Key points

  • Charles Schenck and Elizabeth Baer were convicted under the 1917 Espionage Act for mailing leaflets encouraging men to resist the military draft. They appealed to the Supreme Court on the grounds that the conviction violated their free speech rights.
  • The Supreme Court upheld their convictions, ruling that speech that creates a “clear and present danger” (by encouraging violence or insurrection, or endangering national security) is not protected by the First Amendment.

Background of the case

The United States entered World War I on the side of the Allies in 1917, after several years of maintaining its neutrality. President Woodrow Wilson had campaigned for reelection in 1916 on the slogan “He Kept Us Out of War.” This abrupt change in policy meant there were many Americans who disagreed with the decision to go to war.
As part of the war effort, the US government attempted to quell dissent. For example, Congress passed the Espionage Act of 1917, which outlawed interfering with military operations or recruitment, as well as supporting US enemies during wartime. Although it has been altered many times over the years, the Espionage Act is still in force today.
In this climate, socialist antiwar activists Charles Schenck and Elizabeth Baer mailed 15,000 fliers urging men to resist the military draft through peaceful means, such as petitioning for the repeal of the conscription law. They argued that the draft was a violation of the Thirteenth Amendment’s prohibition of involuntary servitude.
Schenck and Baer were convicted under the Espionage Act for interfering with military recruitment. They appealed to the Supreme Court on the grounds that the Espionage Act violated their First Amendment right to freedom of speech.

The Constitutional question at stake

Were Schenck’s actions protected by the free speech clause of the First Amendment?

Decision

No, Schenck’s actions were not protected by the free speech clause. The Court upheld the Espionage Act, ruling that the speech creating a “clear and present danger” was not protected by the First Amendment.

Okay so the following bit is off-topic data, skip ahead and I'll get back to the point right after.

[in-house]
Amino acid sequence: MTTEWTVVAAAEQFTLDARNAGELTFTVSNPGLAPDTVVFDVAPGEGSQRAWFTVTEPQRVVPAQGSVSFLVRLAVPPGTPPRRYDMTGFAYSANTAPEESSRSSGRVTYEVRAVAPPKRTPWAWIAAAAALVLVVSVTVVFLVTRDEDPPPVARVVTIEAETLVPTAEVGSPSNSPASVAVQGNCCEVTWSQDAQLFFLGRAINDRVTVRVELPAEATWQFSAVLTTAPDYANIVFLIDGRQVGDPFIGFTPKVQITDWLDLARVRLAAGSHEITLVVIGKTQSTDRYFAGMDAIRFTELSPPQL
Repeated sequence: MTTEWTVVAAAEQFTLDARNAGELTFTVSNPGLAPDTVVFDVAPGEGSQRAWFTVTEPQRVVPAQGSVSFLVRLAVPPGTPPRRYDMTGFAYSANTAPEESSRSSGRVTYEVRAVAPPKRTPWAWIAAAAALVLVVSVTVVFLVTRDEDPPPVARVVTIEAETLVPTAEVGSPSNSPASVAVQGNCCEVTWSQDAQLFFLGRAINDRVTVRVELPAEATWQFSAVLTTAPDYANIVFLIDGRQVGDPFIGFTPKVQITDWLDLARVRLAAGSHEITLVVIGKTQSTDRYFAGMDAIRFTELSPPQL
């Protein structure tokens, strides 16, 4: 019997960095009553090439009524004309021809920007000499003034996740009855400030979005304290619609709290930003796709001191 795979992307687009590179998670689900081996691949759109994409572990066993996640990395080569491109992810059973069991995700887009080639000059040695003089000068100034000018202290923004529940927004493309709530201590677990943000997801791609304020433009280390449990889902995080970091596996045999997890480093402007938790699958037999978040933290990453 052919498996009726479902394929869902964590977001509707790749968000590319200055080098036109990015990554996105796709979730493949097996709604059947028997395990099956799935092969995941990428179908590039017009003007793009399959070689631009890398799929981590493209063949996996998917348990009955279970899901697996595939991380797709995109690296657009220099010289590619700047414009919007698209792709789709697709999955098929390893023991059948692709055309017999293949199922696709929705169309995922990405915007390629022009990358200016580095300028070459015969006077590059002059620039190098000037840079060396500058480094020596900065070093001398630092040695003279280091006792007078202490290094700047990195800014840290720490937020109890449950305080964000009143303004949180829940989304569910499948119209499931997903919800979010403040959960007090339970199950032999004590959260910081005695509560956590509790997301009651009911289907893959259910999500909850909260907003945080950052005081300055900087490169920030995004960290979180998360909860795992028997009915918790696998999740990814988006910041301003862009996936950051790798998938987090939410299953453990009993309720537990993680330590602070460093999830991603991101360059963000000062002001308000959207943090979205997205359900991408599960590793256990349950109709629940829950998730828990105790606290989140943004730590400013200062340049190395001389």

The Court took the context of wartime into consideration in its opinion. Writing for the majority, Justice Oliver Wendell Holmes, Jr., described the Court’s reasoning:
“We admit that, in many places and in ordinary times, the defendants, in saying all that was said in the circular, would have been within their constitutional rights. But the character of every act depends upon the circumstances in which it is done . . .
The most stringent protection of free speech would not protect a man in falsely shouting fire in a theatre and causing a panic . . . The question in every case is whether the words used are used in such circumstances and are of such a nature as to create a clear and present danger that they will bring about the substantive evils that Congress has a right to prevent . . .
When a nation is at war, many things that might be said in time of peace are such a hindrance to its effort that their utterance will not be endured so long as men fight, and that no Court could regard them as protected by any constitutional right.”
Holmes is arguing that although Schenck’s words normally would be protected under the First Amendment, context matters. They created a danger to the United States by advocating that men refuse to be drafted. When the nation is at war, the federal government can restrict speech that might put people in danger.

Why does Schenck v. United States matter?

The Court ruled in Schenck v. United States (1919) that speech creating a “clear and present danger” is not protected under the First Amendment. This decision shows how the Supreme Court’s interpretation of the First Amendment sometimes sacrifices individual freedoms in order to preserve social order. In Schenck v. United States, the Supreme Court prioritized the power of the federal government over an individual’s right to freedom of speech.
The “clear and present danger” test established in Schenck no longer applies today. Later cases, like New York Times Co. v. United States (1971), bolstered freedom of speech and the press, even in cases concerning national security. Freedom of speech is still not absolute, however; the Court has permitted time, place, and manner restrictions that may regulate when, where, and how individuals exercise free speech.

What do you think?

Do you think the Court made the right decision in Schenck v. United States? Why or why not?
When, if ever, should the government be permitted to restrict free speech?
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